When it comes to the companies that are leading the charge into artificial intelligence (AI), Apple (NASDAQ:AAPL) has always been something of a black sheep. Leaders in the field like Alphabet (NASDAQ:GOOGL) (NASDAQ:GOOG), Amazon.com (NASDAQ:AMZN), and Microsoft (NASDAQ:MSFT) have aggregated their data in the cloud, which resulted in AI systems that could learn more quickly thanks to the constant stream of new data.

Apple has been more focused on user privacy and has taken a different path. The company has used differential privacy, a technique that is capable of identifying trends without transmitting personal data. This is accomplished by adding digital "noise" to the information contained on individual devices, thereby protecting the user's data and aggregating and transmitting only the trends. There has been an unintended consequence of this approach, and Apple stands to reap the rewards.

An iPhone X with water splashing around the face.

The iPhone X uses AI offline to protect user privacy. Image source: Apple.

The standard approach

Deep learning is the technology at the heart of the AI revolution. It is a technique that uses a neural network, a computer model based on the structure of the human brain, that tries to recreate our capacity to learn. It is taught to recognize patterns that might otherwise be missed. By processing all their data in the cloud, many tech companies have accelerated the training of their AI systems, giving them what many believed was a decided advantage.

Aside from the obvious privacy concerns, one of the downsides to this process is that the devices could be useless or inefficient in cases where they were disconnected from their "brain" in the data center, which could be located thousands of miles away. This presented limitations in cases where connectivity was limited or non-existent.

The Apple way

By focusing on the privacy of its users, Apple was forced to innovate in a particular area of the technology. The company has focused on at-the-edge or on-device computing, which moves the AI capabilities from the cloud to the device itself, allowing it to use AI offline.

With the release of the iPhone 8 and iPhone X, Apple gained an advantage by developing an A11 Bionic Chip with its own built-in neural engine, which Apple described as "the most powerful and smartest chip ever in a smartphone." This AI chip has "a six-core CPU design with two performance cores that are 25 percent faster and four efficiency cores that are 70 percent faster." Its leading edge "performance controller can harness all six cores simultaneously." Apple says the chip was designed specifically for machine learning algorithms.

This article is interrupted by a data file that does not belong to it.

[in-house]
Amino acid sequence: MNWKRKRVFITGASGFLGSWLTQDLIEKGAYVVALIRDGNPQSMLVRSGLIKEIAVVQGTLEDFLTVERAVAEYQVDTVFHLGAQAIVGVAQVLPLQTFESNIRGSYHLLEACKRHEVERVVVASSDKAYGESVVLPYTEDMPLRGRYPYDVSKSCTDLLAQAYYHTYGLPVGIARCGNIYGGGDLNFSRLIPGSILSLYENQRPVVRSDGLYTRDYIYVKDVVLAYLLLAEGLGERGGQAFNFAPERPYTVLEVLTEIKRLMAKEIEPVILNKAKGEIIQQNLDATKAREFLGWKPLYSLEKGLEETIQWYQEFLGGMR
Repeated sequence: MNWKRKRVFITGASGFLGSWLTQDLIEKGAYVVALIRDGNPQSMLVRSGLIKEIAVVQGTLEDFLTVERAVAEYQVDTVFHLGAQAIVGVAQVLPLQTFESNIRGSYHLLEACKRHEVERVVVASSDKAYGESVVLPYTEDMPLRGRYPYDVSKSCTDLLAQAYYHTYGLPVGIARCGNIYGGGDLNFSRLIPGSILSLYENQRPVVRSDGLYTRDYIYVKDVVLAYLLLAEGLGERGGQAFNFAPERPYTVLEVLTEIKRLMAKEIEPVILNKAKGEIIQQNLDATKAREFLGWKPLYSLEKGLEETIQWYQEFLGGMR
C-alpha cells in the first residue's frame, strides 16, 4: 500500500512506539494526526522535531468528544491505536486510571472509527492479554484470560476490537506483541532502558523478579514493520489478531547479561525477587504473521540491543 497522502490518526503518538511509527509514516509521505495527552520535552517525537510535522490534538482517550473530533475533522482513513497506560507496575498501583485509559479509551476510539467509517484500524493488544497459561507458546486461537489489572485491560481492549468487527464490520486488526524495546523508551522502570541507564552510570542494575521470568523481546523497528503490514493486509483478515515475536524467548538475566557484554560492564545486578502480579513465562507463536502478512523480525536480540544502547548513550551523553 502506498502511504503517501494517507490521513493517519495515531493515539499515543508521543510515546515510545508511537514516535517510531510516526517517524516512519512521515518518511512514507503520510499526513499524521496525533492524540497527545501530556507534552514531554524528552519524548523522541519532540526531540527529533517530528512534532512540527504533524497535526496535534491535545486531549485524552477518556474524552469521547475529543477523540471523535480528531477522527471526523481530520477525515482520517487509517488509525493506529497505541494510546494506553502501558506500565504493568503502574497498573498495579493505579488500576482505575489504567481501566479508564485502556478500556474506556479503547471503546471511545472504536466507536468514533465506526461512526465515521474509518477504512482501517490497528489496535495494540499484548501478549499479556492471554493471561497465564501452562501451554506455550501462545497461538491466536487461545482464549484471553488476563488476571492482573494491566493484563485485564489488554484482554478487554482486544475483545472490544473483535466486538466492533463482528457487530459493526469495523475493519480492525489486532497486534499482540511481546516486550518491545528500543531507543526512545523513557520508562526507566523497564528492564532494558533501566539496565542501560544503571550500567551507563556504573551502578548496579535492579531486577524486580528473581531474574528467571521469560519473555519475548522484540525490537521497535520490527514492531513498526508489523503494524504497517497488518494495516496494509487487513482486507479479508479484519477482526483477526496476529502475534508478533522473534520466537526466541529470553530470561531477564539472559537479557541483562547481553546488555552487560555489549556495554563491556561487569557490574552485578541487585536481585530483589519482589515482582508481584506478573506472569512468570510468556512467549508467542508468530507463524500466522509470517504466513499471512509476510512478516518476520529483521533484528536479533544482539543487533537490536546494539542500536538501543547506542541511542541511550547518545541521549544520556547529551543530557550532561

Apple also released the Core ML framework with its iOS 11 software update. This gave developers the ability to access the A11 chip for certain machine-learning functions, and integrate AI capabilities into their apps, without the data ever leaving the phone. During Apple's earnings conference call in August, CEO Tim Cook said:

With iOS 11, we're also bringing the power of machine learning to all Apple developers with Core ML, enabling capabilities like space detection, object tracking and natural language interpretation. Core ML lets developers incorporate machine learning technologies into their apps with all the processing done right on device so it respects our customers' data and privacy.

Ahead of the pack

The ability to process data locally while protecting personally identifiable information provides significant advantages. Privacy rights advocates and regulators in the U.S. and abroad are calling for stricter controls and greater insight into the data that is being sent to the cloud.

Companies like Google and Amazon could be at the center of a potential firestorm should any of the collected data be leaked, fall into the wrong hands, or be made available to third parties.

With its longtime emphasis on protecting user privacy and data, Apple has gained the lead in the realm of offline AI. Maybe it wasn't unintended after all.

John Mackey, CEO of Whole Foods Market, an Amazon subsidiary, is a member of The Motley Fool's board of directors. Suzanne Frey, an executive at Alphabet, is a member of The Motley Fool's board of directors. Teresa Kersten is an employee of LinkedIn and is a member of The Motley Fool's board of directors. LinkedIn is owned by Microsoft. Danny Vena owns shares of Alphabet (A shares), Amazon, and Apple. The Motley Fool owns shares of and recommends Alphabet (A and C shares), Amazon, and Apple. The Motley Fool has the following options: long January 2020 $150 calls on Apple and short January 2020 $155 calls on Apple. The Motley Fool has a disclosure policy.